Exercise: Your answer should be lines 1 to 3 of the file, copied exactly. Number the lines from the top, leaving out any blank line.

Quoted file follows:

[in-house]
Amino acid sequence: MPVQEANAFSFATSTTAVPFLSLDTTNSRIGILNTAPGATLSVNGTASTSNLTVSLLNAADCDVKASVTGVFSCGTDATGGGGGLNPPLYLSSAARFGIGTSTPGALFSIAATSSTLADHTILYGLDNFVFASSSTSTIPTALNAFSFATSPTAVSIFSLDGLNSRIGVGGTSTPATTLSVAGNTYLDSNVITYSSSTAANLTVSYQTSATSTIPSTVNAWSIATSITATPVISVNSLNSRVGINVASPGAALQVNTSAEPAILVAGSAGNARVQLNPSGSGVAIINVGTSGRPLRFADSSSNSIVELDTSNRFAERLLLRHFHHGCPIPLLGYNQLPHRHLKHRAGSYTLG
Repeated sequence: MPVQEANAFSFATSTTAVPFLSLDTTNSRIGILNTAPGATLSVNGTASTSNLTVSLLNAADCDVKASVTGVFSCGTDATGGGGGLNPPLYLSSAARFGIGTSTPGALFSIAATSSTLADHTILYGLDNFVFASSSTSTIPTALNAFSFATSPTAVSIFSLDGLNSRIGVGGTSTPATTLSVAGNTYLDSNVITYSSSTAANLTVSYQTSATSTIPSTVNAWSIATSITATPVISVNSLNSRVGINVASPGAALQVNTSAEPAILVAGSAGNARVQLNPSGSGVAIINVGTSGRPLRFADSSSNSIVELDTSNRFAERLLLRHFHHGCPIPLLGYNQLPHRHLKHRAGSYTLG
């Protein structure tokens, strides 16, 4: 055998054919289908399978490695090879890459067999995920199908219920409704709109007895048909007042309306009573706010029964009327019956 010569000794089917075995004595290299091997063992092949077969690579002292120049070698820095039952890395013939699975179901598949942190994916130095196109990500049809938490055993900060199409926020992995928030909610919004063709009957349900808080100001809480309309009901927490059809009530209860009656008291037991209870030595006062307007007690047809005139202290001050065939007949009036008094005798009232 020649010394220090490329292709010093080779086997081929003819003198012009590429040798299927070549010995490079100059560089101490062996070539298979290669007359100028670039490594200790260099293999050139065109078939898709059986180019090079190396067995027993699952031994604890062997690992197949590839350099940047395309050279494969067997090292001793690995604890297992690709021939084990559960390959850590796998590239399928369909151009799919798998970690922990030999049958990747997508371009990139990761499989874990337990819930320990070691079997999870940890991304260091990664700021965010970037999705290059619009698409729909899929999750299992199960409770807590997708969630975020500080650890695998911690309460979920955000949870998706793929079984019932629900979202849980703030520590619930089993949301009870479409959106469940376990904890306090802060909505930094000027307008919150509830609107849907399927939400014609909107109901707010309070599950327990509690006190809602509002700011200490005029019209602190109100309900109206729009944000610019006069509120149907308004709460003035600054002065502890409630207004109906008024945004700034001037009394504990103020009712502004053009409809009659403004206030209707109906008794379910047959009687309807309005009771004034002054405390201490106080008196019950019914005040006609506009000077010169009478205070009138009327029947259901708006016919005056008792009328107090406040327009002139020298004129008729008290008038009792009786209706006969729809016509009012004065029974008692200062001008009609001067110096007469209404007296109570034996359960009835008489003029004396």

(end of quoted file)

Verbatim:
[in-house]
Amino acid sequence: MPVQEANAFSFATSTTAVPFLSLDTTNSRIGILNTAPGATLSVNGTASTSNLTVSLLNAADCDVKASVTGVFSCGTDATGGGGGLNPPLYLSSAARFGIGTSTPGALFSIAATSSTLADHTILYGLDNFVFASSSTSTIPTALNAFSFATSPTAVSIFSLDGLNSRIGVGGTSTPATTLSVAGNTYLDSNVITYSSSTAANLTVSYQTSATSTIPSTVNAWSIATSITATPVISVNSLNSRVGINVASPGAALQVNTSAEPAILVAGSAGNARVQLNPSGSGVAIINVGTSGRPLRFADSSSNSIVELDTSNRFAERLLLRHFHHGCPIPLLGYNQLPHRHLKHRAGSYTLG
Repeated sequence: MPVQEANAFSFATSTTAVPFLSLDTTNSRIGILNTAPGATLSVNGTASTSNLTVSLLNAADCDVKASVTGVFSCGTDATGGGGGLNPPLYLSSAARFGIGTSTPGALFSIAATSSTLADHTILYGLDNFVFASSSTSTIPTALNAFSFATSPTAVSIFSLDGLNSRIGVGGTSTPATTLSVAGNTYLDSNVITYSSSTAANLTVSYQTSATSTIPSTVNAWSIATSITATPVISVNSLNSRVGINVASPGAALQVNTSAEPAILVAGSAGNARVQLNPSGSGVAIINVGTSGRPLRFADSSSNSIVELDTSNRFAERLLLRHFHHGCPIPLLGYNQLPHRHLKHRAGSYTLG